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Publication numberUS20020051572 A1
Publication typeApplication
Application numberUS 09/984,688
Publication dateMay 2, 2002
Filing dateOct 31, 2001
Priority dateOct 31, 2000
Also published asUS20060188160
Publication number09984688, 984688, US 2002/0051572 A1, US 2002/051572 A1, US 20020051572 A1, US 20020051572A1, US 2002051572 A1, US 2002051572A1, US-A1-20020051572, US-A1-2002051572, US2002/0051572A1, US2002/051572A1, US20020051572 A1, US20020051572A1, US2002051572 A1, US2002051572A1
InventorsNobuyuki Matsumoto, Takashi Ida
Original AssigneeNobuyuki Matsumoto, Takashi Ida
Export CitationBiBTeX, EndNote, RefMan
External Links: USPTO, USPTO Assignment, Espacenet
Device, method, and computer-readable medium for detecting changes in objects in images and their features
US 20020051572 A1
Abstract
A feature pattern (e.g., contours of an object) of an input image to be processed is extracted. A feature pattern (e.g., contours of an object) of a reference image corresponding to the input image is extracted. A comparison is made between the extracted feature patterns of the input and reference images. Their difference is output as the result of the comparison.
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Claims(20)
What is claimed is:
1. An image processing method comprising:
extracting a feature pattern from an input image that depicts an object;
extracting a feature pattern from a reference image corresponding to the input image, the reference image being generated in advance of the input image; and
comparing the extracted feature pattern of the input image and the extracted feature pattern of the reference image to detect a change in the object.
2. An image processing method comprising:
extracting a feature pattern from an input image that depicts an object;
extracting a feature pattern from a reference image corresponding to the input image, the reference image being generated in advance of the input image;
computing the relative displacement of the extracted feature pattern of the input image and the extracted feature pattern of the reference image;
correcting the relative position of the extracted feature pattern of the input image and the extracted feature pattern of the reference image on the basis of the computed displacement; and
comparing the extracted feature pattern of the input image and the extracted feature pattern of the reference image after the relative position has been corrected to detect a change in the object.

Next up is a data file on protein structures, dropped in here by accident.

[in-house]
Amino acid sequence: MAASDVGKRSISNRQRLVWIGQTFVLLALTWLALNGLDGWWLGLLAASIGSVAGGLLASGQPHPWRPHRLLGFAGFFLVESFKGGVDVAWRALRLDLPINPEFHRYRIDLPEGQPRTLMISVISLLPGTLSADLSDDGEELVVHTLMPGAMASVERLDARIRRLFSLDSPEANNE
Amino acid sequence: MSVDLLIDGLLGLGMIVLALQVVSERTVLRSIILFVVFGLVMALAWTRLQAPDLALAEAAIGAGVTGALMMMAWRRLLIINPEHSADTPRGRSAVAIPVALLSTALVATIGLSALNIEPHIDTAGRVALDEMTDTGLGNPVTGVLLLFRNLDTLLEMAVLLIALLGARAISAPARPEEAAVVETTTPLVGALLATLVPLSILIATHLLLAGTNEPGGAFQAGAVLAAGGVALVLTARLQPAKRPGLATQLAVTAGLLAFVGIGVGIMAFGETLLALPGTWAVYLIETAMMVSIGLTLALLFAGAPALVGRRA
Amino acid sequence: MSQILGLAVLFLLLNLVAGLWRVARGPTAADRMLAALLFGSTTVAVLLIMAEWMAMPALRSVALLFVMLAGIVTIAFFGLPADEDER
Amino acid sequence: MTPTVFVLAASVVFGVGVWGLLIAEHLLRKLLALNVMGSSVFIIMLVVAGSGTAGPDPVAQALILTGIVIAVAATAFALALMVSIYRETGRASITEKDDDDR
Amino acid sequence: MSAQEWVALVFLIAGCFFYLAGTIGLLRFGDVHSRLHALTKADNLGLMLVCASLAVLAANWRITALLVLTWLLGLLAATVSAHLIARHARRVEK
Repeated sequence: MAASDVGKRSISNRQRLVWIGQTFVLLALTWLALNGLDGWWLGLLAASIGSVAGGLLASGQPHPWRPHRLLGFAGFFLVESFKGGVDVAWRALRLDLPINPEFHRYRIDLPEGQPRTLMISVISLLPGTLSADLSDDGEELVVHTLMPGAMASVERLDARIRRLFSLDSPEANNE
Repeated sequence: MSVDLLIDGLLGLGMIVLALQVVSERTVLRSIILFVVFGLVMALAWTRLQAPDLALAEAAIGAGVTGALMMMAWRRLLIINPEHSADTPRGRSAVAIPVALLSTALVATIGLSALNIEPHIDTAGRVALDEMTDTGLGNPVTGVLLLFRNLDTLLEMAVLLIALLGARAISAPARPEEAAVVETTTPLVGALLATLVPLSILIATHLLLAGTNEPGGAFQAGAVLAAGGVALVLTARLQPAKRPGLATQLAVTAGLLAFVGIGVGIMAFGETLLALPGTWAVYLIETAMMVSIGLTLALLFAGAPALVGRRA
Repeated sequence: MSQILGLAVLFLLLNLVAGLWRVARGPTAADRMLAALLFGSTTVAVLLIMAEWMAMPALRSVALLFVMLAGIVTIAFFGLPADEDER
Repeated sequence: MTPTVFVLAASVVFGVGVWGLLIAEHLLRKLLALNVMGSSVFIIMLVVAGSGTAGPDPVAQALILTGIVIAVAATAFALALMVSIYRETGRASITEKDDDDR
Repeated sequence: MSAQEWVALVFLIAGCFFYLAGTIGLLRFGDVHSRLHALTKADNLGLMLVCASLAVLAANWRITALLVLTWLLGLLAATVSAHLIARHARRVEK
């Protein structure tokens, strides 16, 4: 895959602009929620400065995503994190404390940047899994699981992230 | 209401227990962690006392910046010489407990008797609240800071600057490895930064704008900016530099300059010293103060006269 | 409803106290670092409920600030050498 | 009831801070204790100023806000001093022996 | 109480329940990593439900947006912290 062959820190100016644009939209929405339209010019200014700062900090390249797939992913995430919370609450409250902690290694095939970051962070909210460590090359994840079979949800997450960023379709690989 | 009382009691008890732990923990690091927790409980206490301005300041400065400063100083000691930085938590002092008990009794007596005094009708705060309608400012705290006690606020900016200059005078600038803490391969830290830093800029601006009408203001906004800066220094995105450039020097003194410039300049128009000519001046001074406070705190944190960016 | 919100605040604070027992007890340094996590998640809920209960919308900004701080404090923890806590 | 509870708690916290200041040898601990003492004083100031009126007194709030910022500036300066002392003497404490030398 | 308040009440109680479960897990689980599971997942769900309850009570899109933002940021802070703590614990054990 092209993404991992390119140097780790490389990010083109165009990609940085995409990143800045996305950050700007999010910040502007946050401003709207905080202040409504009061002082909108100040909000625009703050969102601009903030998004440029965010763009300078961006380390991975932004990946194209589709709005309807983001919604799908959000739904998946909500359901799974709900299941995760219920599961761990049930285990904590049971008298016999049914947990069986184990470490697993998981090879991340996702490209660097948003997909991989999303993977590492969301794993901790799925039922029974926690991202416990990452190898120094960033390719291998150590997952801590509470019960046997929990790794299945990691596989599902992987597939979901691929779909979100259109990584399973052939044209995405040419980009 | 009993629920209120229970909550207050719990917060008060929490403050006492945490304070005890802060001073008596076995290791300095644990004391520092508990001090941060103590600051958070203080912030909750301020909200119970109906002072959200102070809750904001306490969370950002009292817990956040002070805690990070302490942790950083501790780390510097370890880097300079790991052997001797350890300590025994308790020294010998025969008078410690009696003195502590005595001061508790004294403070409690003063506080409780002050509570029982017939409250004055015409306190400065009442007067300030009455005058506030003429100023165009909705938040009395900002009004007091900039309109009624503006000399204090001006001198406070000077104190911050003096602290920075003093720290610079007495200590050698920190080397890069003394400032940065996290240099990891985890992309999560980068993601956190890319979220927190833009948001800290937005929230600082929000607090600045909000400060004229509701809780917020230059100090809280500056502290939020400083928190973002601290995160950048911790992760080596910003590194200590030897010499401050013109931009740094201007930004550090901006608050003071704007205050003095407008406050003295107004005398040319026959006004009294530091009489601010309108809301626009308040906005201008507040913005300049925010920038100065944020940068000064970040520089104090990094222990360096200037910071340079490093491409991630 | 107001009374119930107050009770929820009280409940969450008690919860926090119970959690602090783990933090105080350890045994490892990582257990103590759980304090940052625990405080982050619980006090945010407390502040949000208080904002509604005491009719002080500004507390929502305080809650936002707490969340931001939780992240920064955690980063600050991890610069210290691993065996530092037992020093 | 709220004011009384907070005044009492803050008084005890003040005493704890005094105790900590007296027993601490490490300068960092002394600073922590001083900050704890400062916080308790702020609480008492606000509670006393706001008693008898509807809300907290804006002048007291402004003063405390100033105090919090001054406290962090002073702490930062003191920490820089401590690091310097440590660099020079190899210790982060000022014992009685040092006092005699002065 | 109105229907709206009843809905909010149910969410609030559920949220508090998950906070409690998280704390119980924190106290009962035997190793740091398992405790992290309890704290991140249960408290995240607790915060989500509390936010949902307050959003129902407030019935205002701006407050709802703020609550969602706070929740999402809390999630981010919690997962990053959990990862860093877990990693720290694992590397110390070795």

3. The image processing method according to claim 1, wherein at least one of contours and corners of the object in the input and reference images is extracted as the feature pattern.
4. An image processing method comprising:
extracting a first feature pattern and a second feature pattern from an input image that depicts an object;
extracting a third feature pattern and a fourth feature pattern from a reference image corresponding to the input image, the reference image being generated in advance of the input image;
computing the relative displacement of the extracted first feature pattern of the input image and the extracted third feature pattern of the reference image;
correcting the relative position of the extracted second feature pattern of the input image and the extracted fourth feature pattern of the reference image on the basis of the computed displacement; and
comparing the extracted second feature pattern of the input image and the extracted fourth feature pattern of the reference image after the relative position has been corrected to detect a change in the object.
5. An image processing device comprising:
a first feature pattern extraction device configured to extract a feature pattern from an input image that depicts an object;
a second feature pattern extraction device configured to extract a feature pattern from a reference image corresponding to the input image, the reference image being generated in advance of the input image; and
a comparing device configured to compare the extracted feature pattern of the input image and the extracted feature pattern of the reference image to detect a change in the object.
6. An image processing device comprising:
a feature pattern extraction device configured to extract a feature pattern from an input image that depicts an object;
a storage to store a feature pattern extracted from a reference image corresponding to the input image, the reference image being generated in advance of the input image; and
a comparing device configured to compare the extracted feature pattern of the input image and the stored feature pattern of the reference image.
7. A method of detecting one point from a set of points forming the shape of an object included in an input image to be processed as a feature point representing the feature of the shape, comprising:
placing a rectangular region of interest containing at least one portion of the object onto the input image;
searching for a similar region which is in a similarity relationship with the rectangular region of interest through operations using image data from at least one portion of the object;
calculating a map from the similar region to the rectangular region of interest or the rectangular region of interest to the similar region; and
detecting a fixed point in the map as the feature point.
8. The method according to claim 7, wherein the similar region is identical in aspect ratio to the rectangular region of interest.
9. The method according to claim 7, wherein the similar region is different in aspect ratio from the rectangular region of interest.
10. The method according to claim 7, wherein the similar region is larger in width and smaller in height than the rectangular region of interest.